Berkshire Hathaway Letters to Shareholders

Berkshire Hathaway Letters to Shareholders

Review Berkshire Hathaway Letters to Shareholders

by WARREN BUFFETT 

Description

When Warren Buffett became head of Berkshire Hathaway Inc in 1965, it was just a small textile company. Each share was valued at $18 during that time. Years later, that same share was valued at $306,000, multiplying the value more than 17,000 times.

This book is a compilation of all the letters Warren Buffett has sent each of his shareholders while examining what factors in the letters caused Berkshire Hathaway to succeed as it did. This compilation of letters includes the ones from 1965-1976 that are unavailable on the conglomerate’s website. This book is a case study that looks into the conglomerate’s outstanding success since Warren Buffett sat as head in 1965.

Most of Warren Buffett’s letters to his shareholders as chairman and CEO of Berkshire Hathaway may be available on the internet for free; however, this book is a more efficient and convenient compilation of the letters, including letters not available on the conglomerate’s website. Warren Buffett’s ideas and principles as an investor, evidently seen in his letters, can be considered as gems in today’s market conditions. It’s easy to pick which era of Berkshire’s rise as a conglomerate you want to read because the letters are divided into chapters and labeled in years. You can choose to study how Buffett addressed his shareholders in 1965 when he took over as chairman, or you can choose to read his letters to shareholders in 2019, or you can compare the difference between the two. This book is invaluable simply due to Warren Buffett’s genius as an investor.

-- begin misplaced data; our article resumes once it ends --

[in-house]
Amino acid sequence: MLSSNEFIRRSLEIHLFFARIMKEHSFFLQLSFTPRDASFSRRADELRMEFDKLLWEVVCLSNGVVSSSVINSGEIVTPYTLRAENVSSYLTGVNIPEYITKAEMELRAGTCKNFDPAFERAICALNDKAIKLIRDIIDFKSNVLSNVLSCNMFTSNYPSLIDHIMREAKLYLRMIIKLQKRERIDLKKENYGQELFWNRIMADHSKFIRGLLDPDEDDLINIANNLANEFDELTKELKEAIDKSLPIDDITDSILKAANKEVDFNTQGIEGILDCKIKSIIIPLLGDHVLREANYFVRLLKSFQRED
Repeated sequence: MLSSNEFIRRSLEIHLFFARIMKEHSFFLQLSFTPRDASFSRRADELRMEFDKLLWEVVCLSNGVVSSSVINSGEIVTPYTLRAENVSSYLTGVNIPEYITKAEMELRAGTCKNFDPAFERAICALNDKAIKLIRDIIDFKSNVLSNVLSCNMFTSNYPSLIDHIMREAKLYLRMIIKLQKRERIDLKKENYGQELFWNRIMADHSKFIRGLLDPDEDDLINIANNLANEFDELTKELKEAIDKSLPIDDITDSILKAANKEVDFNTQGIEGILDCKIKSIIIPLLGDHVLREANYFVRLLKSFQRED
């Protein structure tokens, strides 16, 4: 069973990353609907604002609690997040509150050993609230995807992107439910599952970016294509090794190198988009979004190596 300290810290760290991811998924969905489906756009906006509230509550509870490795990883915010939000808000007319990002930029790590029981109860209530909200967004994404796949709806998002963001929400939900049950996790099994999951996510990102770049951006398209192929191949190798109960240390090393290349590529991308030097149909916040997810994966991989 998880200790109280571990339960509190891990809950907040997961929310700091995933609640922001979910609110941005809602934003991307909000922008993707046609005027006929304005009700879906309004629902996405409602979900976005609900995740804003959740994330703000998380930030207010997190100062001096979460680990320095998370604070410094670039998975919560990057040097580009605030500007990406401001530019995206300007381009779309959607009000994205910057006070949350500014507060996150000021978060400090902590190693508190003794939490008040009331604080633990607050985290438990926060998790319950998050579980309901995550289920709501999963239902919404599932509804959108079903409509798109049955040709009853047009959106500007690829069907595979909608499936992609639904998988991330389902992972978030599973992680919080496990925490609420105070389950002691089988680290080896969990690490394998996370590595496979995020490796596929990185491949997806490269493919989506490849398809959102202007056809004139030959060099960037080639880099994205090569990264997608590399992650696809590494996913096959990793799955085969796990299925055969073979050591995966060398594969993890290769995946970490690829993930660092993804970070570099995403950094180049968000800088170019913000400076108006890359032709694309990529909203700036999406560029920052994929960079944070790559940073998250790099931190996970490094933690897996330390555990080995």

About the Author

WARREN BUFFETT is a renowned figure in the financial industry. He is regarded as an investor, philanthropist, and business magnate. He is the CEO, chairman, and primary shareholder of Berkshire Hathaway. He was the 2008 wealthiest person in the world and the third in 2011. He is dubbed as among the most influential people in the world by Time magazine.

Table of Contents

Introduction

Performance Chart

Letters

  • Corporate Genealogy
  • Goodwill and its Amortization
  • Memo to Managers
  • Berkshire—Past, Present, and Future, Warren Buffett
  • Vice Chairman’s Thoughts—Past and Future

Supplements

  • 1951 – The Security I Like Best: GEICO
  • 1953 – The Security I Like Best: Western Influence
  • 1967 – National Indemnity Purchase
  • 1975 – Pensions
  • 1978 – Diversified Retailing Merger
  • 1980 – Illinois National Bank Spinoff Letter
  • 1983 – Nebraska Furniture Mart Purchase Letter
  • 2001 – 9/11 Letter to Managers